Ben Reel is from Silverbridge in County Armagh and started his first band back in 1989 as a teenager. That group was called Trim The Velvet and they broke up in 1997 whereupon Ben took a short break from music before returning fully charged with his debut album THIS IS THE MOVIE in 1999.
TIME TO GET REAL marks his fifth album to date and is a very good Americana CD. Tracks like the motivationally energetic Keep On Drivin’ with Ben’s expressive voice supported superbly with backing vocals from his wife Julieanne Reel and Kelle Redmond highlight the power of the music.
Old & Wise again proves his worth as a songwriter with its wonderful lyrics and punchy rhythm. He also rocks it up a little bit on the forceful Feel Alive.
Good album from this fine singer/songwriter. DK
Hi Fi + Magazine (Drew Hobbs)
Ben Reel ~ ‘Time To Get Real Hi Fi + Magazine (Drew Hobbs)
B.Reel Records / BRBCDA007
There are times in a music junkie’s life when one stumbles upon something so magical that it creates an insatiable hunger for more. An outpouring of superlatives follow, with a need to tell as many people as possible about this wonderful new singer or band you found when you weren’t even looking. The net’s scanned to see if there’s an album you missed or if said performer’s playing in a town near you. It’s in the car stereo permanently, it’s the last thing you play under the phones at night and it makes you late for work in the morning. Ben Reel’s music has done all that to me. Ben’s previous album, ‘New Horizon’ became one of my favourites of 2007 and this is having the same effect. The man’s a genius, a flat-out musical superhero. He comes from Ireland. He reminds me a little of Tom Petty, circa ‘Southern Accents’. Country and folk permeate the songs along with lashings of je ne sais quoi the Irish are famous for. He writes thought-provoking lyrics, employs his wife on backing vocals, hangs around with some pretty ****-hot musicians, sings like a dream and on the strength of the hidden track is an absolute must see live. His name is Ben Reel, and if you haven’t got any of his music yet then shame on you.
Music 9 / Recording 8
IRISH TIMES (JOE BREEN)
IRISH TIMES (JOE BREEN)
Time To Get Real
B.Reel Records ***
The opening track in Ben Reel’s 20th anniversary album is a cracker. Rainy Nights nails down the pang of loneliness that emigrants feel when they are far from home and someone says something that just triggers regret. The easy, soulful melody and performance underlines the impact, with Reel’s singing striking just the right note. It is the high point of the album. Though Feel Alive , the title track and the gospel of Old Bog Road come close. The Armagh singer-songwriter comes across as a honest man determined to use his love of music to best effect, and his lucky in having a band, particularly guitarist Mick McCarney, full of expression and no little skill. www.benreel.com Download tracks: Rainy Nights, Time to Get Real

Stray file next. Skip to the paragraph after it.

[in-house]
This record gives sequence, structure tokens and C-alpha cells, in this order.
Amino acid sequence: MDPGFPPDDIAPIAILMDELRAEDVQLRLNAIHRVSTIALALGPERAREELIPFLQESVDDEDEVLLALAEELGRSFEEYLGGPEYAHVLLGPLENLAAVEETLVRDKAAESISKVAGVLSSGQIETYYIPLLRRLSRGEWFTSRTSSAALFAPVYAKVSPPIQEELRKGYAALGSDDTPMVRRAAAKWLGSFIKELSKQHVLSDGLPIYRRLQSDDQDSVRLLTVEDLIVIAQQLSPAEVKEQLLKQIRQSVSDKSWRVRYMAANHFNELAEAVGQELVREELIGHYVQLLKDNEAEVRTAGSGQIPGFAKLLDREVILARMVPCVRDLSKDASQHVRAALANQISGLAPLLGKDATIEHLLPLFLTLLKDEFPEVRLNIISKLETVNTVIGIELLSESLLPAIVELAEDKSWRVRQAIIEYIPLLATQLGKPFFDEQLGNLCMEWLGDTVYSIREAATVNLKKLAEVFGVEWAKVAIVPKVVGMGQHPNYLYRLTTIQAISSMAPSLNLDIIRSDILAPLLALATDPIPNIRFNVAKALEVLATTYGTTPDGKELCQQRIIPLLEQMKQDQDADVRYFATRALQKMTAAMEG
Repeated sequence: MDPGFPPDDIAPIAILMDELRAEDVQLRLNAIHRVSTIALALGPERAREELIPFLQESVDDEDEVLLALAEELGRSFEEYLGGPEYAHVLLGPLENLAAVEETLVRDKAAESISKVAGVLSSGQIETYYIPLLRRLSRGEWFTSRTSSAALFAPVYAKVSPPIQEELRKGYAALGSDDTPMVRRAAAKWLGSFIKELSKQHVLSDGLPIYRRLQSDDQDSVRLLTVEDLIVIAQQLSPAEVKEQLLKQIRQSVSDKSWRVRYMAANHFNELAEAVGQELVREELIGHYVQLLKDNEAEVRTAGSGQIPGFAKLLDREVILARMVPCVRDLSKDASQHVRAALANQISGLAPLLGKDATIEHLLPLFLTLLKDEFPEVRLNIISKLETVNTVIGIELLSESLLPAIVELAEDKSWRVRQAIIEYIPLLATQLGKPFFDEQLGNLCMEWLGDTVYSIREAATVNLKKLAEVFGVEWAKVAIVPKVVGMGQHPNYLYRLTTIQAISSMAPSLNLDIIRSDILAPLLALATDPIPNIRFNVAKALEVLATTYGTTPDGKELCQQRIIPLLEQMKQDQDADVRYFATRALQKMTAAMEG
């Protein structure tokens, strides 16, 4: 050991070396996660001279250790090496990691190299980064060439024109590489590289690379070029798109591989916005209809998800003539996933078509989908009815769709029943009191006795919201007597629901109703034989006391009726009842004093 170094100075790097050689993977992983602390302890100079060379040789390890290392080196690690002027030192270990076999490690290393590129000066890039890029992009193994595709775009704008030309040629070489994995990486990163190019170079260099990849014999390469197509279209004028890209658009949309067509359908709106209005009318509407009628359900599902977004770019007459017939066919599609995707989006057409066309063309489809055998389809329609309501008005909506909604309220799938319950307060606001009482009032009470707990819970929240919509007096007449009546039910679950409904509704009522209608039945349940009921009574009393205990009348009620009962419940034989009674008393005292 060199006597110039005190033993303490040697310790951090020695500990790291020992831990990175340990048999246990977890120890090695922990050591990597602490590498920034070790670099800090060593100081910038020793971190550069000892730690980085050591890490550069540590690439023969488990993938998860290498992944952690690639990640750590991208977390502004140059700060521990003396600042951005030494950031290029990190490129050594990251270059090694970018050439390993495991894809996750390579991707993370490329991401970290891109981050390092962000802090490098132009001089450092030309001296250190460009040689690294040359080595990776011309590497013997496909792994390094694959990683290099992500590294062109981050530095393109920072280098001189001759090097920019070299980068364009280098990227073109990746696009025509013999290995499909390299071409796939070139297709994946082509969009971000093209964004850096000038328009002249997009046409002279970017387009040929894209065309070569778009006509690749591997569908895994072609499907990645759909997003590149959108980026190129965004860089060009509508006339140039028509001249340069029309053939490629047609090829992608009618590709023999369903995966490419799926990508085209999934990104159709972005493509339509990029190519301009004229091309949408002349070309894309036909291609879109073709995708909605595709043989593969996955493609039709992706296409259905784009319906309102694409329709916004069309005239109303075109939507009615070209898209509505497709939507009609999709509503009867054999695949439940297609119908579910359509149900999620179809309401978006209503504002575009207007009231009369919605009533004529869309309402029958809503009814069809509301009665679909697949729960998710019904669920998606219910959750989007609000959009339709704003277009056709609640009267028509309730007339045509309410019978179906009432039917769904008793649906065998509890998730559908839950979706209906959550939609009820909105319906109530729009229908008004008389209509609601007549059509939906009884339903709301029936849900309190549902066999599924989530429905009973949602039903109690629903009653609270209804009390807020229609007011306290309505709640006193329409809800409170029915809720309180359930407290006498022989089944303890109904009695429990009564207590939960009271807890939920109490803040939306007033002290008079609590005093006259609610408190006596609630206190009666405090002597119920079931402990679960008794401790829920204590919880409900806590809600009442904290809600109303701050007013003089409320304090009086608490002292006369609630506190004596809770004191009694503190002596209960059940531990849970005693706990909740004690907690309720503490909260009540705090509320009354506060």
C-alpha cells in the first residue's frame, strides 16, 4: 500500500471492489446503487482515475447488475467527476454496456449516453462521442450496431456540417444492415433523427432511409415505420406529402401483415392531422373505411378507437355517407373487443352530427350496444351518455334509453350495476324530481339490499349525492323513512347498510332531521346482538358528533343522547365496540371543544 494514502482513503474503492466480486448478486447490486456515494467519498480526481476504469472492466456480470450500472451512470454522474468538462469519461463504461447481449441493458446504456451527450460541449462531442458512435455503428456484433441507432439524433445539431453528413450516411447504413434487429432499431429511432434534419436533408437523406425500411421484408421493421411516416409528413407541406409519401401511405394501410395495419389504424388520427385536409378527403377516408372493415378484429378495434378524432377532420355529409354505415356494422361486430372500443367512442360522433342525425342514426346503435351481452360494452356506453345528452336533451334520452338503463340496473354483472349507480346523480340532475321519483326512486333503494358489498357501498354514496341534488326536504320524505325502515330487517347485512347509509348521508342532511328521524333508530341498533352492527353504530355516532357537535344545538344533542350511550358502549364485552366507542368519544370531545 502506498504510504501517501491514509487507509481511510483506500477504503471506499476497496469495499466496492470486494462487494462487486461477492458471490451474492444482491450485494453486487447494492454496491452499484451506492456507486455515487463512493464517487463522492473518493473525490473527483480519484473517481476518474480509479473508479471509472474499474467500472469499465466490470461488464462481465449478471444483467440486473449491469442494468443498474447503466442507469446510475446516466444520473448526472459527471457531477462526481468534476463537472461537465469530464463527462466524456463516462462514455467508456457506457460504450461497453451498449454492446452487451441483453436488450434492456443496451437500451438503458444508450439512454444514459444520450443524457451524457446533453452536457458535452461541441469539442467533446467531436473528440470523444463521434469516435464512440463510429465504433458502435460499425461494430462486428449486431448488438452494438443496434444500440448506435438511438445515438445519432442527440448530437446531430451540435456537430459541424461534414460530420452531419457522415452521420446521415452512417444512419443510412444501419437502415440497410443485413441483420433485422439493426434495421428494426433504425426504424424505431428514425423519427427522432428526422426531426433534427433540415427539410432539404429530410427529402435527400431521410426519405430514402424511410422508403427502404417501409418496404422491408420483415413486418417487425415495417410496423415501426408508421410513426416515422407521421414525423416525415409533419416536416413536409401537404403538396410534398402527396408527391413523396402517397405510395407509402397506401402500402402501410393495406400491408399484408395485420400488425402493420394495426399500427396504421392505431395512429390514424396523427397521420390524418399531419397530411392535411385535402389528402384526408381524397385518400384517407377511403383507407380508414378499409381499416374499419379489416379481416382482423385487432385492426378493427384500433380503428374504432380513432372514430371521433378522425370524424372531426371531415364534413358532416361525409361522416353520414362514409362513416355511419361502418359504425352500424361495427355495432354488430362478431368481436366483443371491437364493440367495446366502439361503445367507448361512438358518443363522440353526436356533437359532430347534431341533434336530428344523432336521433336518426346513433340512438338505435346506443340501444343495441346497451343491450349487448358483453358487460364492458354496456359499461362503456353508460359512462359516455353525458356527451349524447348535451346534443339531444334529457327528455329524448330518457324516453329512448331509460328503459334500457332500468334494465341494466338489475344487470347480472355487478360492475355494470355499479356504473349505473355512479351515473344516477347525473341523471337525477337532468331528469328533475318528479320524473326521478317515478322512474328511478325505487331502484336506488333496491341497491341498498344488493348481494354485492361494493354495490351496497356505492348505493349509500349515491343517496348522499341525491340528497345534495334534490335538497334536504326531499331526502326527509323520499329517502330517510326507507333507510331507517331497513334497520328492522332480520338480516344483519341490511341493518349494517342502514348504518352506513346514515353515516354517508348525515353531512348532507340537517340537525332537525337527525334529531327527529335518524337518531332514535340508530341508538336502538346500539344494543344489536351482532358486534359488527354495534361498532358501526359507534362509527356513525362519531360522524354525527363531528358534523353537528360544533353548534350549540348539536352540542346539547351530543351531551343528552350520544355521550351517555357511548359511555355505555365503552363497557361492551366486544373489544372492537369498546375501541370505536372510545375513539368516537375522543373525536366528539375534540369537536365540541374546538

GETREADYTOROCK.COM REVIEW 'TIME TO GET REAL' - 15th December 2009
Elly Roberts reviews
The Ben Reel Band: Time To Get Real
Another little gem from the Emerald Isle. Rating: 8/10
Irishman Ben Reel has consistently released solid albums over the past 10 years. My last CD encounter was 2007’s fabulous New Horizon.
Now on his fifth album, Time To Get Real, keeps that tradition well and truly alive with a dazzling collection of Americana crossover songs that ought to have ears pricking at all the ‘real music’ stations. Reel has a penchant for ignoring fads and trends keeping the focus on real music which is why he’s become a cult artist in his native Ireland, though sadly he hasn’t been picked up as genuine singer-songwriter in the UK. Everybody in the business knows he’s hot stuff having supported Jools Holland, Alabama 3, The Cranberries and stage star Michael Ball no less. The good news is he doing rather well in Holland, Belgium and Germany.
As an introduction to the album he’s released Feel Alive as a single. The down and dirty groove has some sublime guitar licks carried by a great melody and his rough edged vocals.
This box of delights opens with a gentle country shuffle in the form of Rainy Night as the band moves with confidence and swagger, again with Reel dropping in some superb guitar breaks and a fine line in vocal gymnastics including falsetto along with a Neil Young-like harmonica swish. The introduction of songbird Julieanne Reel on the deliciously tender love ballad Summers Always Here only adds to the romantic mood. With a troubled heart he gushes with lyrics like – “You’re like the warm summer sun that’s rising / Feel your warm love in my heart / Melting away the cold ice of winter / The storms have passed / There’s a new life on the way.”
Embracing an eclectic mindset, Keep On Drivin’ takes on a C.C.Rider rockabilly hue drenched in honeyed vocals, stylish pedal steel, thumping basslines and wah wah, whereas Time Slips Away is deeply reflective, yearning for his childhood days and the onset of wisdom now he’s turned 35. A heavy funky bass, rolling organ, and acoustic chords make Who You Are the albums catchiest song, with the main hook coming in the chorus.
For Old And Wise Reel delves deep into a more traditional Irish template which brings forward his wishes not to die a typical rock’n’roll death – “Don’t wanna overdose like a rockin-roll star /Or choke on my vomit after whiskey in the jar.” By far the best song on the album, closes it – the stripped back dusty-bowl ballad Old Bog Road. Reverbed harmonica leads to gentle acoustic picks, chords slabs and wailing solos, on what is essentially a mournful ballad.
The verdict – Quality album.
HOT PRESS/ JACKIE HAYDEN April 2010
THE REEL DEAL cd review from Jackie Hayden "Hotpress"
vol:34, issue 07 April 21st 2010
On this album "Time To Get Real", Monaghan,s Ben Reel explores the rockier side of folk-country while alsoadding his own personal bluesy twists. The loping "Rainy Night" has a Neil Young feel, forlorn lyrics and some cracking falsetto vocals. There,s a boot tapping Springsteen grittiness to "Feel Alive", while Julieanne Reel becomes his Emmylou for the delightfully upbeat "Summers Always here". A rural Band-like swell underpins Reel,s songs with terrific results. Overall, there,s no fat on the bone.
PICK OF THE FORTNIGHT: BEN REEL